Friday, October 3, 2008

everything in transit - the kitchen dilemma.

dear real life friends on the interweb,

with the exception of square-cesca, it has been a long long time since we have been posting. to be honest, i think about it every three days or so and make notes to get my shit together and do a little something something. but i don't and you don't and i fear that we are falling off what was once a very good bandwagon. so here i am, writing an e-apology to no one in particular but maybe to the concept of our technological mystical recipe circle. no more, she says! i find it very hard to feel comfortable in a new kitchen with new tools and new space (moving is the worst) - i know, i know. excuses. but seriously. i have been suffering from very poor motivation and inspiration with all food-related things these days. so let's get this show on the road, a'iiight? to quote my mother circa 3 minutes ago, "it's 5 o'clock and time to rock!" thanks.

the only thing i can offer at this time is... well, actually, it's pretty fucking good. rico and i made what will only be called "black velvet compote". mysterious? sultry? romantic? AFFIRMATIVE! i had no idea that this kind of apricot even existed until the one and only rico snogger dumpster'ed a bunch of super ripe ones from the goldmine of all dumpster-ing locations, jean talon market. so in a very large soup pot in a familiar kitchen with familiar things (saint joseph apartment), we sterilized 4 jars with proper canning lids. then, we sliced and diced all those black velvet apricots (i am still so fascinated by these. if you feel like wikipedia'ing these tasty delights, please do it. and tell me all about them. but i'm too tired for that kind of quality research for the post right now). because we wanted to make a lot of jam and only had something like 9 apricots, we also chopped up a whole bunch of juicy quebec peaches (at least 20). in the large pot on low/medium heat (but high heat in our hearts), we combined all of the fruit and let cook, stirring occasionally, for about 2 minutes. then we added 1/2 cup of sugar (a little more if you like it stickier - this version makes a fairly loose, chunky, real fruit compote), turned the heat to low, and let simmer for a bit more than an hour. when the jam appears to be doing what it should do, add the juice of half a lemon (or more, to taste), and let it simmer for another 5-10 minutes.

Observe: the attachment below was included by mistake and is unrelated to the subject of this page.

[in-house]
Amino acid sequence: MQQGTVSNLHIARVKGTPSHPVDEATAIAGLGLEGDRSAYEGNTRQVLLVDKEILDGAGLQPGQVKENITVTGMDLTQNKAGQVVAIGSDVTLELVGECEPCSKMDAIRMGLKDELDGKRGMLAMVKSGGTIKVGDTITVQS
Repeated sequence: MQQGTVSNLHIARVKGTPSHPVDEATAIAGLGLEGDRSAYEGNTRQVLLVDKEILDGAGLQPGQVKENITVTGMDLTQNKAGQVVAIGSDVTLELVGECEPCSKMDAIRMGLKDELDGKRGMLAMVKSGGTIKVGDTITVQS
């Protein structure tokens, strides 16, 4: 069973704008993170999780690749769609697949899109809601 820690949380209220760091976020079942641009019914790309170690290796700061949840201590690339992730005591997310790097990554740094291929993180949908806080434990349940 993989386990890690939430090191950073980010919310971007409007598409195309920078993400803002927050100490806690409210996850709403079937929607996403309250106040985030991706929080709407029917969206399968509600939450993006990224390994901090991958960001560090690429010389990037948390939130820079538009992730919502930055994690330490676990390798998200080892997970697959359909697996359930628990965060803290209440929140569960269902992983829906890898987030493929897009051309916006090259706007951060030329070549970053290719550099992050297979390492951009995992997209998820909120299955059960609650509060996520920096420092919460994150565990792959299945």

when all is said and done, put your jam into the sterilized jars (it will be very hot - this is good for the sealing process) and put them into a pot of boiling water for about 5-10 minutes until a seal is created (you will know when the top of the jar doesn't pop up anymore when you push on it).

the end!

note: you can make compote with anything you've got following those general guidelines. it is very easy and tastes about 700 times better than buying it at the store.

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